A place for your cash
- Savings accounts continue to offer historically low yields.
- Choosing the right option for cash depends on your goals, attitude, and needs.
- Higher yields exist, but may require you to accept less liquidity or more risk.
- CDs may be available to provide higher yields, while maintaining FDIC insurance.
- Short-duration bonds and bond funds may offer more yield.
While stock markets have rallied in recent years and helped investment account balances, money in savings accounts has not kept up. Low rates have meant meager interest for cash savings—nationally the average savings account paid just 0.60% interest in August, 2017.
The good news for savers is that interest rates have moved up in recent months. The bad news is that they haven't moved up a lot, at least not when you consider investments that are safe enough to be considered as a home for your cash. But even if you can’t earn a lot on your cash, that doesn’t mean you can't do significantly better.
"There are a range of income options that can offer a meaningful increase in income; you could potentially increase the yield on your savings by a significant amount," says Richard Carter, a vice president of fixed-income products and services at Fidelity. "The key is to understand what you need the money for, and then find an option that makes sense for your situation."
First consider your goals
Before you look for higher-yielding options, take a second to reconsider the role of your cash in your financial plan.
|The goal: Everyday expenses||The goal: Emergency fund|
|The goal: Near-term savings target||The goal: Low-volatility, "short-term" allocation in long-term portfolio|
Once you have decided what kind of savings vehicle might make sense for you, consider these options:
High-yield savings accounts
The good news: While traditional savings accounts offer very little interest these days, some banks offer higher-yielding savings options. In some cases, the yields are as high as 1.3%, and these accounts come with full FDIC protection up to $250,000 per person, per bank, for a given ownership category. (See the callout "Insurance for your cash" for details.)
FDIC insurance means the government would protect you from losses in the event of a problem with the bank. These accounts also offer access to your savings without having to find a buyer and arrange a price, as you would if you were selling a stock or bond. Some banks also offer bonus rates if you sign up for automatic saving services or other perks.
The bad news: While a high-yield savings account can allow you to access your cash, it may not be the same setup as your corner bank. Some of these accounts are offered online only, and some may not offer ATM access. It makes sense to shop around. You need to be aware of fees, which could eat into your interest, and account minimums, which can be required for the best rates. Also, the FDIC insurance limit per account may require you to spread your money across accounts at several banks to achieve insurance protection for all of your savings.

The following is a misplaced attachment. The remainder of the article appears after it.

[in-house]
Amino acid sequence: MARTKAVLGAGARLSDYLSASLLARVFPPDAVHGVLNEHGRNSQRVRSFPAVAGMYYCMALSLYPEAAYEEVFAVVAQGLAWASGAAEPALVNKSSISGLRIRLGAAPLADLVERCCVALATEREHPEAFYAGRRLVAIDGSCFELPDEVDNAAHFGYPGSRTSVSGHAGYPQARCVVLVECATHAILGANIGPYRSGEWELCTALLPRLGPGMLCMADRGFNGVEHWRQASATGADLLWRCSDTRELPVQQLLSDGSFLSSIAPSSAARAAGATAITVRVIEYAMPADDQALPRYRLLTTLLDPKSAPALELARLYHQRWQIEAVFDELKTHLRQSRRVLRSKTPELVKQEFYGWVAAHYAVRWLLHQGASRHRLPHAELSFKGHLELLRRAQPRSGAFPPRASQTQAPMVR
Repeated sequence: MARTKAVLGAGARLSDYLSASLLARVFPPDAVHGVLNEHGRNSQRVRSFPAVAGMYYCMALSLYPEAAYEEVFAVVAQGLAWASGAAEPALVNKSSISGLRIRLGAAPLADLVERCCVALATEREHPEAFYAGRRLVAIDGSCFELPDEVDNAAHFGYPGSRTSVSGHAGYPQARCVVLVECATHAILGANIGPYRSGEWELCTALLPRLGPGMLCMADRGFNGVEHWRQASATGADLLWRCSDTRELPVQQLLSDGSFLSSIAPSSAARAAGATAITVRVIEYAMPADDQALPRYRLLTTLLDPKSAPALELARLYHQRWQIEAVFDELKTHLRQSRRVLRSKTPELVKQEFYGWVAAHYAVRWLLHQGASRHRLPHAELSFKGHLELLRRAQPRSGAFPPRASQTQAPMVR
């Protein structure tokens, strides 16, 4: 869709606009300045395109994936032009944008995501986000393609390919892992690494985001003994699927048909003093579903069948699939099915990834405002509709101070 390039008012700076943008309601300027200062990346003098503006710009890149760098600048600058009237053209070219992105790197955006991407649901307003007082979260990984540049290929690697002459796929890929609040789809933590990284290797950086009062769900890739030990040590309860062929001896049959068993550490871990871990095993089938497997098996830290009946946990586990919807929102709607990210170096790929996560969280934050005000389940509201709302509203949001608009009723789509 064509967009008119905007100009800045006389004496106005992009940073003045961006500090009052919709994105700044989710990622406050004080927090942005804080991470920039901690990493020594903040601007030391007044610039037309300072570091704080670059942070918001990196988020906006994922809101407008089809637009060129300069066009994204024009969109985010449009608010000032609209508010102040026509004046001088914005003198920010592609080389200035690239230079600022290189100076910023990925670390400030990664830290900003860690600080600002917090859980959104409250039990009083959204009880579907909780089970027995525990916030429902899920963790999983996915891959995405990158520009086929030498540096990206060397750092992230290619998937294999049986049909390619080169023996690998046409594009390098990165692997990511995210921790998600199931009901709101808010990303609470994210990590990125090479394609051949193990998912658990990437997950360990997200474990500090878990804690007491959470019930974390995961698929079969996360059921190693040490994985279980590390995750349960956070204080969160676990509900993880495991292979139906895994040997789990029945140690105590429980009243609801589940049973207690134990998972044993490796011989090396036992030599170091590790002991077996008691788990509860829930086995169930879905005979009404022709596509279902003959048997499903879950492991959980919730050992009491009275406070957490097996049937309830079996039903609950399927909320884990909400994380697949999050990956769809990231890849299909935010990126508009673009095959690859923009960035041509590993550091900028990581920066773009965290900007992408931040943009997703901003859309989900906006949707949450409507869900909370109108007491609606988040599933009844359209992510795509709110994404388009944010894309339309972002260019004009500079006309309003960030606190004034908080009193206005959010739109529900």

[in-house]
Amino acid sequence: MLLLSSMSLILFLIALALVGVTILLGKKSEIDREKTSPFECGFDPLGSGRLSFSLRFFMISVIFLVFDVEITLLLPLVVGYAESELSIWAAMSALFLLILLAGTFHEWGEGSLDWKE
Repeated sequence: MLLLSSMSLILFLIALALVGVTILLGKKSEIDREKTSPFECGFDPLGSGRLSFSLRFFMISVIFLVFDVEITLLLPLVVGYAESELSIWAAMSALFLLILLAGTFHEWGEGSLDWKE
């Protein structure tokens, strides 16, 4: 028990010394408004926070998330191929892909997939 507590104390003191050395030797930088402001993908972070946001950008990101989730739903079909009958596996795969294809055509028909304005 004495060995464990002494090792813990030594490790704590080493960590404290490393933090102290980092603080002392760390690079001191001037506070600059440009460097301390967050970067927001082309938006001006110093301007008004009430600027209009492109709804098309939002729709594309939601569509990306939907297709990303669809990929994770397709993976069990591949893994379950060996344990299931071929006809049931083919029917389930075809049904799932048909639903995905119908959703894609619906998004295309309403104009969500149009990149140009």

The good news: These days, certificates of deposit offer significantly higher yields than most savings accounts. As of August 1, some one-year CDs offered on Fidelity.com yielded 1.5% interest. For $50,000 of cash, that means $750 in interest, compared with $300 in a typical savings account. If you are saving for a goal in 3 years, investing $50,000 in a 3-year CD would pay 1.95% annually, as of August 1, or roughly $3,000 over the 3-year period.
There are multiple ways to buy CDs. You could buy one directly from a bank, or you could buy one through a brokerage, known as a "brokered CD." If you buy a brokered CD as a new issue, there are no transaction costs or management fees.
For some people, the FDIC protection offered by a single bank account is not enough to cover their full savings. A brokerage account can aggregate brokered CDs from different FDIC banks in one account, so you may be able to put more than $250,000 in CDs without running into the FDIC insurance limit. A brokered CD also allows you to sell your CD if you need the money before maturity (but see the bad news, below). You could also consider a ladder of CDs to balance reinvestment risk and yield.
The bad news: In exchange for higher rates, you have to accept lower liquidity. This means, if you own a brokered CD and need to sell it to access your investment before its maturity, you would have to turn to the secondary market, which would incur transaction costs, and you may need to sell for a loss.
A better way to manage the trade-off of higher yields and lower liquidity from CDs may be with a ladder. A ladder arranges a number of CDs with staggering maturities, freeing up a portion of your investment at preset intervals as each CD matures. If you choose to reinvest, eventually your ladder will yield the prevailing rates of the longest-date CDs. Say you start with 1-, 2-, and 3-year CDs. At the end of year one, you reinvest the maturing one-year CD in a new 3-year CD; at the end of year 2, you reinvest that original 2-year CD in a new three-year CD. Now you have rungs maturing every year, but all offer the yield of a 3-year CD at the time each was purchased. (Watch our video.)